It’s also worth noting that this game makes great use of the Wii U’s gamepad, capitalizing on the many unique features Nintendo built into the device. The camera can be controlled with either the gyroscope sensor or the right stick, there are various platforms that can activated both by tapping the touchscreen and by blowing into the microphone, and all of the first person stuff is shown exclusively on the gamepad while a regular third person view is shown on the TV. Admittedly some of that stuff can feel rather gimmicky at times, but it’s still nice to see those features actually being put to use. In fact as a result of those mechanics being so heavily featured, there are many levels that play best while looking just at the gamepad, making this a fantastic game to play casually while watching TV or something like that.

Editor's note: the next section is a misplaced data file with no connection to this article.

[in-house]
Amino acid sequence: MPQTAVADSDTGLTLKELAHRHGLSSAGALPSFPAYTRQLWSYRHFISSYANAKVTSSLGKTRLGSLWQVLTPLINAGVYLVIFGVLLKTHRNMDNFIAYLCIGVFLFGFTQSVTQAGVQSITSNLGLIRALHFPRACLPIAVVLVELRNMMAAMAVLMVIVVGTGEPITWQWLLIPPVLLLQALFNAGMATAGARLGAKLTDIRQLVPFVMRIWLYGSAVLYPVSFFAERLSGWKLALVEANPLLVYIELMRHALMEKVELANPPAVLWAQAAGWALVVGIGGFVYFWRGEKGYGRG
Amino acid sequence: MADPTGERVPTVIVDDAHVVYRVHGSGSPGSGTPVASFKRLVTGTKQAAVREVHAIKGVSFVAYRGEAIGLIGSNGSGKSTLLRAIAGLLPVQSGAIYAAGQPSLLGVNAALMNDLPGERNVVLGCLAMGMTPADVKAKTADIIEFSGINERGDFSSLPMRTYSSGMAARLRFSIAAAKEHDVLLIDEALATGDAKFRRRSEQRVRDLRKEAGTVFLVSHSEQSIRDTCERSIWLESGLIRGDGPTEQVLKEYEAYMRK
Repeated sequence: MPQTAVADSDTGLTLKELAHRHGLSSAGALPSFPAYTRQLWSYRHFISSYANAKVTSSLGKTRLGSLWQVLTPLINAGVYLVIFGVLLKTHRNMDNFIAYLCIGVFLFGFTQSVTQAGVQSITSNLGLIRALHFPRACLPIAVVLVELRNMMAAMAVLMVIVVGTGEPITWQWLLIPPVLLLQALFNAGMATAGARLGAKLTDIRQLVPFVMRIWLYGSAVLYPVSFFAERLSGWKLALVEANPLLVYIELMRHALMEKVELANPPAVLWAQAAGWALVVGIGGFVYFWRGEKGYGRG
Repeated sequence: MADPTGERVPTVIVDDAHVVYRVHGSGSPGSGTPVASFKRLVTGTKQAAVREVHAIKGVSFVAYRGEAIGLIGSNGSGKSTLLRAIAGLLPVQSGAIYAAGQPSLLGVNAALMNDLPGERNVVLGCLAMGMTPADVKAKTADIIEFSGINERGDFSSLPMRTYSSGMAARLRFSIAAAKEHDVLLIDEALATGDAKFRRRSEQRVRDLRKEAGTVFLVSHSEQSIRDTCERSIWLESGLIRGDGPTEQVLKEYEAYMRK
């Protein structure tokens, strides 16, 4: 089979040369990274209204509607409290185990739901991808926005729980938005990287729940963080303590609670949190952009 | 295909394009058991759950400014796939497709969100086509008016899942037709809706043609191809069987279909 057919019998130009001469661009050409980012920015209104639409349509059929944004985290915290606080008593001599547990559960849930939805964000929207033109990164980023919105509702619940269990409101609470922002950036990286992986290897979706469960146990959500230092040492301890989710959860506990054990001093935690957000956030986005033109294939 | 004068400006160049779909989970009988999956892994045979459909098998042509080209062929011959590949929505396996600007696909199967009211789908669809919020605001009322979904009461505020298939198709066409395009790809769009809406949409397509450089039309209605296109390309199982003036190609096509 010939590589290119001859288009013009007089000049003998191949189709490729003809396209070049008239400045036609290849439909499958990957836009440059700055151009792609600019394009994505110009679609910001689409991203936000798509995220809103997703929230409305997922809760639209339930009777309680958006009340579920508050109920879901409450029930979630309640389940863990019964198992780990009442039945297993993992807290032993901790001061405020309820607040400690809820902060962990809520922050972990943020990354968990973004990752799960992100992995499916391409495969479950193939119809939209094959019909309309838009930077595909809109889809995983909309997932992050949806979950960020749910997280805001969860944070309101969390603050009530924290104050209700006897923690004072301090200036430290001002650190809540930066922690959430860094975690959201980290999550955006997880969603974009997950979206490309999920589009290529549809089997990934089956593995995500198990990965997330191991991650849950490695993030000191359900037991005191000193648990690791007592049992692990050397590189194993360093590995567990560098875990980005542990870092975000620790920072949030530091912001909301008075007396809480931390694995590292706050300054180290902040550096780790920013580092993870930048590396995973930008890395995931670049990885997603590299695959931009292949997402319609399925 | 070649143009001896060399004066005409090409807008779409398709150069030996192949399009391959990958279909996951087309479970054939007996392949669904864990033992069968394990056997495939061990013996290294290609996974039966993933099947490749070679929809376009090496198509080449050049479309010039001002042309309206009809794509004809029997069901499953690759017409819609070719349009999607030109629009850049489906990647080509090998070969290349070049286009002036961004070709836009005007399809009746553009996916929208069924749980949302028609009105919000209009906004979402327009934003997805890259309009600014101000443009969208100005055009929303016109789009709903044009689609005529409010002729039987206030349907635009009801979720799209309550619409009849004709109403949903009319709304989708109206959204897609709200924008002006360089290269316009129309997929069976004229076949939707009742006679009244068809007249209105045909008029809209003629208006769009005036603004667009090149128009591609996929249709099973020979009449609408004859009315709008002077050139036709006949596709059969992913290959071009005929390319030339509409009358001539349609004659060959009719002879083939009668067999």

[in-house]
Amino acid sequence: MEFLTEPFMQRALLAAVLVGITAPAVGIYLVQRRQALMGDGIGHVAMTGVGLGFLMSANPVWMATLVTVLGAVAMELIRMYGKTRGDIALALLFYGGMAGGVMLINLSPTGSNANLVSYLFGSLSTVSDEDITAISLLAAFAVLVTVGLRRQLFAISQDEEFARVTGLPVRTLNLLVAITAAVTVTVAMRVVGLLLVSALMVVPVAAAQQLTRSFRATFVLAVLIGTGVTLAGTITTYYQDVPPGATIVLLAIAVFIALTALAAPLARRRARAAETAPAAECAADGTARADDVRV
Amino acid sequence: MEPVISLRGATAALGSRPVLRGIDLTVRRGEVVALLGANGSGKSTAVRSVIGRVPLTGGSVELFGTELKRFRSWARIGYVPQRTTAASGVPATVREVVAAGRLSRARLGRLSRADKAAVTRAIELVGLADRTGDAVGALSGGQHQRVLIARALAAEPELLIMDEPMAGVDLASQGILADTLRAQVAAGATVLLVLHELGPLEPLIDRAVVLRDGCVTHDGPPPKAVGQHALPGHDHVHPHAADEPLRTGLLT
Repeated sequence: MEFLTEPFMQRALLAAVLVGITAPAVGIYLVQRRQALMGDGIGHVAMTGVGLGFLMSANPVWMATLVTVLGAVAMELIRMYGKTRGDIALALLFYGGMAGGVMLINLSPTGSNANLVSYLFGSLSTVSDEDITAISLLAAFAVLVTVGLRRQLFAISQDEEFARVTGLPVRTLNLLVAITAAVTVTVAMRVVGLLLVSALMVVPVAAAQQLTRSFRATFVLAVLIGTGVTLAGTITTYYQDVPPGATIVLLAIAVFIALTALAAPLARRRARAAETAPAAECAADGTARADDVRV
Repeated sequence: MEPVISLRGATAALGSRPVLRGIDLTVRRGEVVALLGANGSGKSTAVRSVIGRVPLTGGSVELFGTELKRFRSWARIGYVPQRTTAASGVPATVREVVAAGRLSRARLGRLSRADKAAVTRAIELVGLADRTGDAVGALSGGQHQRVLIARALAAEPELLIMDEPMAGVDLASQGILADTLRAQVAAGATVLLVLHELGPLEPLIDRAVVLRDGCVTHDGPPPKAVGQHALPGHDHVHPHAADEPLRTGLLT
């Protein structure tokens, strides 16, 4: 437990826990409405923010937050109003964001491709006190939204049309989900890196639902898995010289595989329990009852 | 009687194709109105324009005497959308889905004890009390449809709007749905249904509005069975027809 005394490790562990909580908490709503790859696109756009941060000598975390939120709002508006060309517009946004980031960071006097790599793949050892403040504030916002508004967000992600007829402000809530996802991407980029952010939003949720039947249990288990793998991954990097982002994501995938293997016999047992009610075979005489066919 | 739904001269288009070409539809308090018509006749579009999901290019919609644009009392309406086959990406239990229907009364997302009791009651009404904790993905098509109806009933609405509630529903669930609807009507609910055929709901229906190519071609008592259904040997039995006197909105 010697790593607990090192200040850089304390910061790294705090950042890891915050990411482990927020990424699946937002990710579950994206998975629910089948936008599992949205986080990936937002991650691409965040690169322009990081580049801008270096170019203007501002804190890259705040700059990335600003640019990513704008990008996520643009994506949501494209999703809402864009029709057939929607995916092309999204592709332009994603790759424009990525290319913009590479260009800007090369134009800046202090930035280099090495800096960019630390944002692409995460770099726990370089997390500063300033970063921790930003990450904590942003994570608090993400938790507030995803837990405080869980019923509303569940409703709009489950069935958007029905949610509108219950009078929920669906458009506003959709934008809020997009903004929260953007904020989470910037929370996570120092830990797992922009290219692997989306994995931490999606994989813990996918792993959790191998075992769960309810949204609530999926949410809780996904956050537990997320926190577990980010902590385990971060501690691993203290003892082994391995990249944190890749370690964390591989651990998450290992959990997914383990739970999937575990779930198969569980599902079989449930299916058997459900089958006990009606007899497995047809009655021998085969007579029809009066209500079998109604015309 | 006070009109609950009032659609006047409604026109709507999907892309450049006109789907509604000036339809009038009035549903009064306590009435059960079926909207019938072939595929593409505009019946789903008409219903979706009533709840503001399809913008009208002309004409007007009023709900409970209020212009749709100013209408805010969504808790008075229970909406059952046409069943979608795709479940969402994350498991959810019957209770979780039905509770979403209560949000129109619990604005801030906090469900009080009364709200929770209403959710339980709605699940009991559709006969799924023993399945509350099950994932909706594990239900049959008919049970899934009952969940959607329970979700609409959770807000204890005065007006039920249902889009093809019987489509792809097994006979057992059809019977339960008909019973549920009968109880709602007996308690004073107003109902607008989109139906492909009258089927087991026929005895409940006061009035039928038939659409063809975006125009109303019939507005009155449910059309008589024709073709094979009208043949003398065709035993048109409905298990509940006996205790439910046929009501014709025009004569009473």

Unfortunately though it’s not all roses and good uses of the hardware; as I said in the intro paragraph, a lot of the good ideas in this game don’t feel as though they were fully thought out. While the cuboid level structure does make angling the camera a uniquely integral part of the gameplay, the actual camera movement isn’t smooth or responsive enough to really accommodate that and as a result the leading cause of death in this game is a bad case of “Goddamn it, I can’t see where the hell I am!” syndrome. Also while the core concept has been expanded upon, as I detailed above, not enough has really been added to keep things fresh throughout the entirety of this game’s surprisingly short run time. You’ll become acutely familiar with every trick this game has up its sleeve within your first hour of play, and after that it just becomes a matter of the game ramping up the difficulty. Sadly it doesn’t do that in a very intuitive or enjoyable fashion, instead falling back on tiresome cheapo death-traps and easily missed items that you have to then restart the level to get. On that note, the game is in dire need of a “Restart Course” option, as in order to restart any given level you need to go all the way back to the level select menu, which is obviously something of a pain.